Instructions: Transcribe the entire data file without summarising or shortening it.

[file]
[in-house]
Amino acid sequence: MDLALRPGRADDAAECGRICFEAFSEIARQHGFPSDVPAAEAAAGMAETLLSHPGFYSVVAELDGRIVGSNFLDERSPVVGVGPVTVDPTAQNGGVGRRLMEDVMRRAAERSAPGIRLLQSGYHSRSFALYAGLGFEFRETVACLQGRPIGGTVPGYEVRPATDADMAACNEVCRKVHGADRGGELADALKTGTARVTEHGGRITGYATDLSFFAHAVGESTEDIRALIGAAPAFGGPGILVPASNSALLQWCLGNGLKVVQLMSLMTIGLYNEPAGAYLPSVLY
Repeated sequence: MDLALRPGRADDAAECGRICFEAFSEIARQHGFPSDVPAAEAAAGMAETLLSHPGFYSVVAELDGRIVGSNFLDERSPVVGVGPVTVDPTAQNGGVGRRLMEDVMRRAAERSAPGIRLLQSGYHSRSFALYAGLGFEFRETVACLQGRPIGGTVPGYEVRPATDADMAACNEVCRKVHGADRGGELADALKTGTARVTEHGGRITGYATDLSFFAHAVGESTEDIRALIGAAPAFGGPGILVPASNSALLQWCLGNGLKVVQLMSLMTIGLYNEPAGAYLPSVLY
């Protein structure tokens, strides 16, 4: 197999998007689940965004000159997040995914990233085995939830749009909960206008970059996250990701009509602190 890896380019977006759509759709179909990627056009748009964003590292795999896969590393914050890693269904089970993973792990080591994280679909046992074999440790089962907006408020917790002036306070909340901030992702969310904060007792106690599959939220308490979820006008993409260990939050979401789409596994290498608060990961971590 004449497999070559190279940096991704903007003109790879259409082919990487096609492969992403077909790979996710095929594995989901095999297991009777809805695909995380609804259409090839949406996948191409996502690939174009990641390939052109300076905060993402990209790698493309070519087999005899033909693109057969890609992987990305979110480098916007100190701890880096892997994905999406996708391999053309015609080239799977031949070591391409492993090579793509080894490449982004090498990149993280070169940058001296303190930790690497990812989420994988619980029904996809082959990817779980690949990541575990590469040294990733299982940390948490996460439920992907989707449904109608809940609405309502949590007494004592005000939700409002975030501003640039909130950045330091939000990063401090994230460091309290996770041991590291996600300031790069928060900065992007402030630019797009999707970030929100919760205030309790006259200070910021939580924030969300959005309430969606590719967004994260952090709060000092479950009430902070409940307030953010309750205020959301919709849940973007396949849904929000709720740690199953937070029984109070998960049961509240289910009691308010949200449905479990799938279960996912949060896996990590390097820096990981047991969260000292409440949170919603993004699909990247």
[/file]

[in-house]
Amino acid sequence: MDLALRPGRADDAAECGRICFEAFSEIARQHGFPSDVPAAEAAAGMAETLLSHPGFYSVVAELDGRIVGSNFLDERSPVVGVGPVTVDPTAQNGGVGRRLMEDVMRRAAERSAPGIRLLQSGYHSRSFALYAGLGFEFRETVACLQGRPIGGTVPGYEVRPATDADMAACNEVCRKVHGADRGGELADALKTGTARVTEHGGRITGYATDLSFFAHAVGESTEDIRALIGAAPAFGGPGILVPASNSALLQWCLGNGLKVVQLMSLMTIGLYNEPAGAYLPSVLY
Repeated sequence: MDLALRPGRADDAAECGRICFEAFSEIARQHGFPSDVPAAEAAAGMAETLLSHPGFYSVVAELDGRIVGSNFLDERSPVVGVGPVTVDPTAQNGGVGRRLMEDVMRRAAERSAPGIRLLQSGYHSRSFALYAGLGFEFRETVACLQGRPIGGTVPGYEVRPATDADMAACNEVCRKVHGADRGGELADALKTGTARVTEHGGRITGYATDLSFFAHAVGESTEDIRALIGAAPAFGGPGILVPASNSALLQWCLGNGLKVVQLMSLMTIGLYNEPAGAYLPSVLY
């Protein structure tokens, strides 16, 4: 197999998007689940965004000159997040995914990233085995939830749009909960206008970059996250990701009509602190 890896380019977006759509759709179909990627056009748009964003590292795999896969590393914050890693269904089970993973792990080591994280679909046992074999440790089962907006408020917790002036306070909340901030992702969310904060007792106690599959939220308490979820006008993409260990939050979401789409596994290498608060990961971590 004449497999070559190279940096991704903007003109790879259409082919990487096609492969992403077909790979996710095929594995989901095999297991009777809805695909995380609804259409090839949406996948191409996502690939174009990641390939052109300076905060993402990209790698493309070519087999005899033909693109057969890609992987990305979110480098916007100190701890880096892997994905999406996708391999053309015609080239799977031949070591391409492993090579793509080894490449982004090498990149993280070169940058001296303190930790690497990812989420994988619980029904996809082959990817779980690949990541575990590469040294990733299982940390948490996460439920992907989707449904109608809940609405309502949590007494004592005000939700409002975030501003640039909130950045330091939000990063401090994230460091309290996770041991590291996600300031790069928060900065992007402030630019797009999707970030929100919760205030309790006259200070910021939580924030969300959005309430969606590719967004994260952090709060000092479950009430902070409940307030953010309750205020959301919709849940973007396949849904929000709720740690199953937070029984109070998960049961509240289910009691308010949200449905479990799938279960996912949060896996990590390097820096990981047991969260000292409440949170919603993004699909990247």